animal behavior

Good News, Your Cat Might Actually Care That You Exist

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For cat owners who have referred to themselves as their feline’s parents in all seriousness, a new study has confirmed that yes, your cat probably sees you in the same capacity. A new study, conducted by Oregon State University, shows that cats can form bonds with their caretakers, similar to how dogs and babies do. Cats are just more aloof. But we already knew that, didn’t we?

For the study, which was published Monday in the scientific journal Current Biology, researchers observed a total of 70 kittens between the ages of three and eight months. First, the cats were put in a room with their owners for two minutes, then, separate for the same amount of time, returning for a two-minute reunion. About 64 percent of the kittens displayed a secure attachment to their owner.

The remaining 36 percent of “insecurely attached” felines were categorized as ambivalent, avoidant, and disorganized, so, yes, there are still some cats out there that would rather have absolutely nothing to do with us. However, while some may argue that cats generally don’t have the same companionship qualities that dogs do, this study proves otherwise.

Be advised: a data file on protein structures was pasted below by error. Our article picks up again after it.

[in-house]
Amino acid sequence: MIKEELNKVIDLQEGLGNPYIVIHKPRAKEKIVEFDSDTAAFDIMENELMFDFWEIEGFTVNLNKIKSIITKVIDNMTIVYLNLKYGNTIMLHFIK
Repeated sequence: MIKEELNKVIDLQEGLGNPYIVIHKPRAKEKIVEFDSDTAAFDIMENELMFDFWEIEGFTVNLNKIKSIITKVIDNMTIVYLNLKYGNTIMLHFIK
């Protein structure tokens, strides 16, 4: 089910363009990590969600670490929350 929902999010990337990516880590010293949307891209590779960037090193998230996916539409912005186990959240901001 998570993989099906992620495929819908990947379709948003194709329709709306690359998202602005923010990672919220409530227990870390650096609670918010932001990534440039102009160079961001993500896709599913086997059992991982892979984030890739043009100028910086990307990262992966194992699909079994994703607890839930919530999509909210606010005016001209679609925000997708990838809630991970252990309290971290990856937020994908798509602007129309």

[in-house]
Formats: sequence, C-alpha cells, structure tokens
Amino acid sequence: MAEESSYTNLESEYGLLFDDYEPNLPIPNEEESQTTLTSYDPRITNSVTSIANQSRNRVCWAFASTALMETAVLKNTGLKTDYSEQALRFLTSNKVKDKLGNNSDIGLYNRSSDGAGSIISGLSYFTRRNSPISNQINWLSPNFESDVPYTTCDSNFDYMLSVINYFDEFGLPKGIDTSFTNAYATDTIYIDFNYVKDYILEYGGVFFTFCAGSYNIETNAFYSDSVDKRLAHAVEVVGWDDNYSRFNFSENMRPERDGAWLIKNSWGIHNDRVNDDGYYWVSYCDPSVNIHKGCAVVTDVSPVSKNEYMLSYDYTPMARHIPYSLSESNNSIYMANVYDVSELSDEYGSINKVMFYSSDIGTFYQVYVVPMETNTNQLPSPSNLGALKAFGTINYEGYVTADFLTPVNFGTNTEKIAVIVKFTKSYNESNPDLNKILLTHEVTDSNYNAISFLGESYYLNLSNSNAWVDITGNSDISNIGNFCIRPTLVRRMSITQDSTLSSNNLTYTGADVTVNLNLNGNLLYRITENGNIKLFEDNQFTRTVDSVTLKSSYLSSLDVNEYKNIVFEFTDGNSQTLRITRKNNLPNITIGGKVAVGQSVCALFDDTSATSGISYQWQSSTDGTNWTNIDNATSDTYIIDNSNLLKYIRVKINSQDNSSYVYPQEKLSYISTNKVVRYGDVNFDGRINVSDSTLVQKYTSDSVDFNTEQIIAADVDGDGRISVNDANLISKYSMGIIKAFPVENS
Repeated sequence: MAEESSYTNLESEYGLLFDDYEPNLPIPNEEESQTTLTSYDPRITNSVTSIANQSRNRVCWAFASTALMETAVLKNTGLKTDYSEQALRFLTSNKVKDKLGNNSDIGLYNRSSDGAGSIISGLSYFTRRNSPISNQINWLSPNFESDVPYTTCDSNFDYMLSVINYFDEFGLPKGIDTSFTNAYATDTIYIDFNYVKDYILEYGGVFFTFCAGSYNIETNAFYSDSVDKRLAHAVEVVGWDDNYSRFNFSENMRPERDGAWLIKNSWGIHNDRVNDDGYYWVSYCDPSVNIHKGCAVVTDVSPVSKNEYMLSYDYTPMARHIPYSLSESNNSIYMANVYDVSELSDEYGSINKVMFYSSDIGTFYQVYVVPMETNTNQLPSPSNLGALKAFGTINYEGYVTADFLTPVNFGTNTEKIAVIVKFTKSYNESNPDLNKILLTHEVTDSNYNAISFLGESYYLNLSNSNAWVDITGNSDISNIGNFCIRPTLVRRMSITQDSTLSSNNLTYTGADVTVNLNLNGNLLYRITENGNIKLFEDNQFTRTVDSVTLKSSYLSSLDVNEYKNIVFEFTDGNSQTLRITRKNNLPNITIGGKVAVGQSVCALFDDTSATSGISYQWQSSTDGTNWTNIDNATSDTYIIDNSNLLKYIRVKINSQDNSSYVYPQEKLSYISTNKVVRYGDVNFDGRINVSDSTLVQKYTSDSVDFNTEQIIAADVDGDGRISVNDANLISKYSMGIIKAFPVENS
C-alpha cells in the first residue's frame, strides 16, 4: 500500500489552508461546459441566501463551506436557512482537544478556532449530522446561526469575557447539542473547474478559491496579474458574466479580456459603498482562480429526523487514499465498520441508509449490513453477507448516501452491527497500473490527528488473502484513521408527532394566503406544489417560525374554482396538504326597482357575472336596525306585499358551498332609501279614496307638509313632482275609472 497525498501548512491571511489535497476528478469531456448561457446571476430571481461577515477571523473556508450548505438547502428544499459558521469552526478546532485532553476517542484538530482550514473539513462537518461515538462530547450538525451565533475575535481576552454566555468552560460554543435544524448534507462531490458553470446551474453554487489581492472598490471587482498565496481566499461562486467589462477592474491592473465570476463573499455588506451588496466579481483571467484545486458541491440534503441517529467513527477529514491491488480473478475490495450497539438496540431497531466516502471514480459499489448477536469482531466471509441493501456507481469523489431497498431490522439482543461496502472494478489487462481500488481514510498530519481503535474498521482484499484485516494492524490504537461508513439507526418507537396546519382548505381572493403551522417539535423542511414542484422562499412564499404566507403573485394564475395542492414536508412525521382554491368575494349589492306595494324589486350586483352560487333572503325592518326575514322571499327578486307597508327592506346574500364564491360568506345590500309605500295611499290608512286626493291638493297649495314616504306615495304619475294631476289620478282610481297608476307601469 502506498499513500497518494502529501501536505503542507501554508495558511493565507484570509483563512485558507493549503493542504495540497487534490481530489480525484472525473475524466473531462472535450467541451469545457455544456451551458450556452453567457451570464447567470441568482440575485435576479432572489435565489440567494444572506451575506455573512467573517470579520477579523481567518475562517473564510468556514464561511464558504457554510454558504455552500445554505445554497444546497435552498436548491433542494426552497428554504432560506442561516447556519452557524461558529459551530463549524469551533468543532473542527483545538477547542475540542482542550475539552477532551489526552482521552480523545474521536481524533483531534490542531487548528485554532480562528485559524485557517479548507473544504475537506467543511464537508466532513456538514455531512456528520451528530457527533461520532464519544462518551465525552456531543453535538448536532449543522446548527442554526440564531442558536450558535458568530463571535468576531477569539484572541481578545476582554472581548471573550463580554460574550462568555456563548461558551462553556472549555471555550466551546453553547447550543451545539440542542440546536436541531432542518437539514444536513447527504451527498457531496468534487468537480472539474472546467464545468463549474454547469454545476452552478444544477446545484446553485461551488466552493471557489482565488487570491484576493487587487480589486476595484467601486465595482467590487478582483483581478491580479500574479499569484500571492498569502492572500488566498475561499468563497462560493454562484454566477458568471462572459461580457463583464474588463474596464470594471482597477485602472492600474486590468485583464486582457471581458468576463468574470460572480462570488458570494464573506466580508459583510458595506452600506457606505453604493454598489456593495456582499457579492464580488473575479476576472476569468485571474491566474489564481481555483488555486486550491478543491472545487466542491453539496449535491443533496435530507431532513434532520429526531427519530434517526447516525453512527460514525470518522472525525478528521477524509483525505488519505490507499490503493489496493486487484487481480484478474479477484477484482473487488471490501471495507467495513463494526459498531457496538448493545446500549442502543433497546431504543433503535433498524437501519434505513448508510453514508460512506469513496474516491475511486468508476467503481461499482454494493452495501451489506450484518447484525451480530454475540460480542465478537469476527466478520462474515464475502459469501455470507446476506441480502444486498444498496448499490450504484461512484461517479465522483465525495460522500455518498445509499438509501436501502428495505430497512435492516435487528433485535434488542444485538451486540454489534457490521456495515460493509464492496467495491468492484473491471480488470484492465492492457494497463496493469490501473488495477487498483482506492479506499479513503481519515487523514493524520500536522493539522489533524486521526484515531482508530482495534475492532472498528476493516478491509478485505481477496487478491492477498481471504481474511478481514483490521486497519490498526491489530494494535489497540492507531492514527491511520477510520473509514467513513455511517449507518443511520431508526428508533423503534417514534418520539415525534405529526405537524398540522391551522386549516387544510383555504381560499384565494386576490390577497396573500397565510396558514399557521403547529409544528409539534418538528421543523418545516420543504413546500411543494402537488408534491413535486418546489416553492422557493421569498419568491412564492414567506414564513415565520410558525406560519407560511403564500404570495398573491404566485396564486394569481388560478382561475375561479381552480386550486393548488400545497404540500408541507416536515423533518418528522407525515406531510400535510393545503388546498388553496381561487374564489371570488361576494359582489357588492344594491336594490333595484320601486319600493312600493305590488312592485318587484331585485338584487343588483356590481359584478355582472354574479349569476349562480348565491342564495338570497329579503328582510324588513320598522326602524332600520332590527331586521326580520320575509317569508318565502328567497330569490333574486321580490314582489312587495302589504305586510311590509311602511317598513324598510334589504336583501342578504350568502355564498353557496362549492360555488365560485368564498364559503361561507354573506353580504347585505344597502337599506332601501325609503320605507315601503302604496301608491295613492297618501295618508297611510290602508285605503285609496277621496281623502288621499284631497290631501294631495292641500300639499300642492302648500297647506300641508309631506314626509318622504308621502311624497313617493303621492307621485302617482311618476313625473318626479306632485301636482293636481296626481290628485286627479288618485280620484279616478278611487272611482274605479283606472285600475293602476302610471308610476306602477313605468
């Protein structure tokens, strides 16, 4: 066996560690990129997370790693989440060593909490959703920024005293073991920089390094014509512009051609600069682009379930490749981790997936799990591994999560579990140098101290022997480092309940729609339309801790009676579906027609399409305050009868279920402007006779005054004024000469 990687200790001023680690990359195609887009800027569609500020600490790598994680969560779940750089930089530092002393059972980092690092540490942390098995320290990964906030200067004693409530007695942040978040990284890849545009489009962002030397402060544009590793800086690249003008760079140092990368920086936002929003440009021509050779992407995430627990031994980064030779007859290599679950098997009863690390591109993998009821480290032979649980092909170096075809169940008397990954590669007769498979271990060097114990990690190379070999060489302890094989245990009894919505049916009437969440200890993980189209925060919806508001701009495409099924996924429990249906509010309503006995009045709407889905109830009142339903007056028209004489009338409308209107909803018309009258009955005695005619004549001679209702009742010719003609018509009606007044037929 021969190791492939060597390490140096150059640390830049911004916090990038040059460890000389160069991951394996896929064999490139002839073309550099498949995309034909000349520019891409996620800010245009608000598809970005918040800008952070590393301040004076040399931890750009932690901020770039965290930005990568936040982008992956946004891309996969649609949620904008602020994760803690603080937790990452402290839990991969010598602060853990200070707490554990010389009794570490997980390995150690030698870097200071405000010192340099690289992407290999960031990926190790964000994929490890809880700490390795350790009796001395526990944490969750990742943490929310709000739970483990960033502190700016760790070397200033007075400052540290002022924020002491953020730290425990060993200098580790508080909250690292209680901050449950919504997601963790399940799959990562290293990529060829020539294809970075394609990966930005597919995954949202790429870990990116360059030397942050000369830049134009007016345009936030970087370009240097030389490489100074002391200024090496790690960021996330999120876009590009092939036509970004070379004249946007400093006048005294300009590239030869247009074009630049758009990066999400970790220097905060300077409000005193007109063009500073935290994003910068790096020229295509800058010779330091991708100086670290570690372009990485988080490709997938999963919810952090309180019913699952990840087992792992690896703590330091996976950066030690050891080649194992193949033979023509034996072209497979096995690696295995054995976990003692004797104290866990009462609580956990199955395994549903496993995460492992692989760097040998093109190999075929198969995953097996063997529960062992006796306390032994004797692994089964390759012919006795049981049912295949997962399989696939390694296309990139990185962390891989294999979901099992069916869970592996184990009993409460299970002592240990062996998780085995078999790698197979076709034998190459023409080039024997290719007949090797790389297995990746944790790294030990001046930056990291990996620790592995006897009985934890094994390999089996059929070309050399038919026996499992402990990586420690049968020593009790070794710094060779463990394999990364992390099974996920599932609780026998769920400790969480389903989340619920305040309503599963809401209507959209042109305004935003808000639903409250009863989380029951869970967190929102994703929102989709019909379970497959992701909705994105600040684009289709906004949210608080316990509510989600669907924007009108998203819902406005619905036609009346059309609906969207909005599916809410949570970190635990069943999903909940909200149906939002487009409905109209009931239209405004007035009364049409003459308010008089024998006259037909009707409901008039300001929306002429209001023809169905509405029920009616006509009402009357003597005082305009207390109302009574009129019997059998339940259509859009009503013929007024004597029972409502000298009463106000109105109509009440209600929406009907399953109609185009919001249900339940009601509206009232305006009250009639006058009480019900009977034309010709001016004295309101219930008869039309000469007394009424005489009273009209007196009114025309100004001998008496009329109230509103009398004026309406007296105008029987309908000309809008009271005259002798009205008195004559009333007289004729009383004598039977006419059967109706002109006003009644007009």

Researchers also studied cats who were over a year older and found similar findings, proving the attachment doesn’t go away. “The characteristics of a secure cat, for example, [are] greeting their owner and then going back to what they were doing,” Kristyn Vitale, lead study author, told NBC News. “That’s how a secure human also behaves.”

Vitale also said that most cats are looking to their owners for safety and security. “It’s important for owners to think about that,” Vitale said. “When they’re in a stressful situation, how they’re behaving can actually have a direct impact on their cats’ behavior.” So if you’re feeling zen, your cat will be, too.

Good News, Your Cat Might Actually Care That You Exist